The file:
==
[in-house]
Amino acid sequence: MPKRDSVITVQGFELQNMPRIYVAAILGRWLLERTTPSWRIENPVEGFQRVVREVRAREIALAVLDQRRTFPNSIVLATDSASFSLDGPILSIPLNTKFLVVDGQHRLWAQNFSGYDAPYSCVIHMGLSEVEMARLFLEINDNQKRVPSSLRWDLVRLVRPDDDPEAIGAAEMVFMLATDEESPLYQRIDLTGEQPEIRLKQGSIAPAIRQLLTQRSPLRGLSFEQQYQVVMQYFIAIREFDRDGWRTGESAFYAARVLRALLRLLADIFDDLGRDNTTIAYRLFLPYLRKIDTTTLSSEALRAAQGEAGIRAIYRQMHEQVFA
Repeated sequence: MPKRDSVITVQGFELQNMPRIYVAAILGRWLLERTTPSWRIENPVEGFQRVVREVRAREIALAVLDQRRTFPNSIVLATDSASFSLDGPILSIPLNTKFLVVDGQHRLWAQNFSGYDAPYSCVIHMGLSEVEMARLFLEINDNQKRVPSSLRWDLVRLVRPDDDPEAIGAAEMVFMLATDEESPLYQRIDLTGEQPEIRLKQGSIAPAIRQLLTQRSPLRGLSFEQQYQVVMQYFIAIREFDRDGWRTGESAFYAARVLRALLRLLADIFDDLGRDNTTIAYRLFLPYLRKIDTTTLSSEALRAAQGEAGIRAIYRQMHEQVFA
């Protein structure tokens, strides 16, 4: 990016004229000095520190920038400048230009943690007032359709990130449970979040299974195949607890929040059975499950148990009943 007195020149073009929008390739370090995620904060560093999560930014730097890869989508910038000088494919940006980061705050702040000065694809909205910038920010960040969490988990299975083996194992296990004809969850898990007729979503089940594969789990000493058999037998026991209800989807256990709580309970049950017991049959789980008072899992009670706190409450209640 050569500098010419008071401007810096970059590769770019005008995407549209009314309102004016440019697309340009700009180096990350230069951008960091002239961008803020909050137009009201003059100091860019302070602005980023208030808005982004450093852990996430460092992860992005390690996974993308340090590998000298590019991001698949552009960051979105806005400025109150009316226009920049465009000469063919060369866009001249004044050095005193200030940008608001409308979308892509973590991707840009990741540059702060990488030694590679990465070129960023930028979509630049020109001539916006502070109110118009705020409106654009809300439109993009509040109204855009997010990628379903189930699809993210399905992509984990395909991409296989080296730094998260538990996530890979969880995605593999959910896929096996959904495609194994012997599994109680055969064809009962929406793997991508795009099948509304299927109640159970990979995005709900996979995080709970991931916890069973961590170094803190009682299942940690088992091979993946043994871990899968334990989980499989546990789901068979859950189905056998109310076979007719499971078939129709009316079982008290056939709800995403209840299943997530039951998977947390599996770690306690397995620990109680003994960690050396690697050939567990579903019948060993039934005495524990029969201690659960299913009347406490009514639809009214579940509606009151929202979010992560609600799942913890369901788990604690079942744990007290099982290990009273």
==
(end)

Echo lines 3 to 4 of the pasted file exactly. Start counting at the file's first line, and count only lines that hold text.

Repeated sequence: MPKRDSVITVQGFELQNMPRIYVAAILGRWLLERTTPSWRIENPVEGFQRVVREVRAREIALAVLDQRRTFPNSIVLATDSASFSLDGPILSIPLNTKFLVVDGQHRLWAQNFSGYDAPYSCVIHMGLSEVEMARLFLEINDNQKRVPSSLRWDLVRLVRPDDDPEAIGAAEMVFMLATDEESPLYQRIDLTGEQPEIRLKQGSIAPAIRQLLTQRSPLRGLSFEQQYQVVMQYFIAIREFDRDGWRTGESAFYAARVLRALLRLLADIFDDLGRDNTTIAYRLFLPYLRKIDTTTLSSEALRAAQGEAGIRAIYRQMHEQVFA
């Protein structure tokens, strides 16, 4: 990016004229000095520190920038400048230009943690007032359709990130449970979040299974195949607890929040059975499950148990009943 007195020149073009929008390739370090995620904060560093999560930014730097890869989508910038000088494919940006980061705050702040000065694809909205910038920010960040969490988990299975083996194992296990004809969850898990007729979503089940594969789990000493058999037998026991209800989807256990709580309970049950017991049959789980008072899992009670706190409450209640 050569500098010419008071401007810096970059590769770019005008995407549209009314309102004016440019697309340009700009180096990350230069951008960091002239961008803020909050137009009201003059100091860019302070602005980023208030808005982004450093852990996430460092992860992005390690996974993308340090590998000298590019991001698949552009960051979105806005400025109150009316226009920049465009000469063919060369866009001249004044050095005193200030940008608001409308979308892509973590991707840009990741540059702060990488030694590679990465070129960023930028979509630049020109001539916006502070109110118009705020409106654009809300439109993009509040109204855009997010990628379903189930699809993210399905992509984990395909991409296989080296730094998260538990996530890979969880995605593999959910896929096996959904495609194994012997599994109680055969064809009962929406793997991508795009099948509304299927109640159970990979995005709900996979995080709970991931916890069973961590170094803190009682299942940690088992091979993946043994871990899968334990989980499989546990789901068979859950189905056998109310076979007719499971078939129709009316079982008290056939709800995403209840299943997530039951998977947390599996770690306690397995620990109680003994960690050396690697050939567990579903019948060993039934005495524990029969201690659960299913009347406490009514639809009214579940509606009151929202979010992560609600799942913890369901788990604690079942744990007290099982290990009273």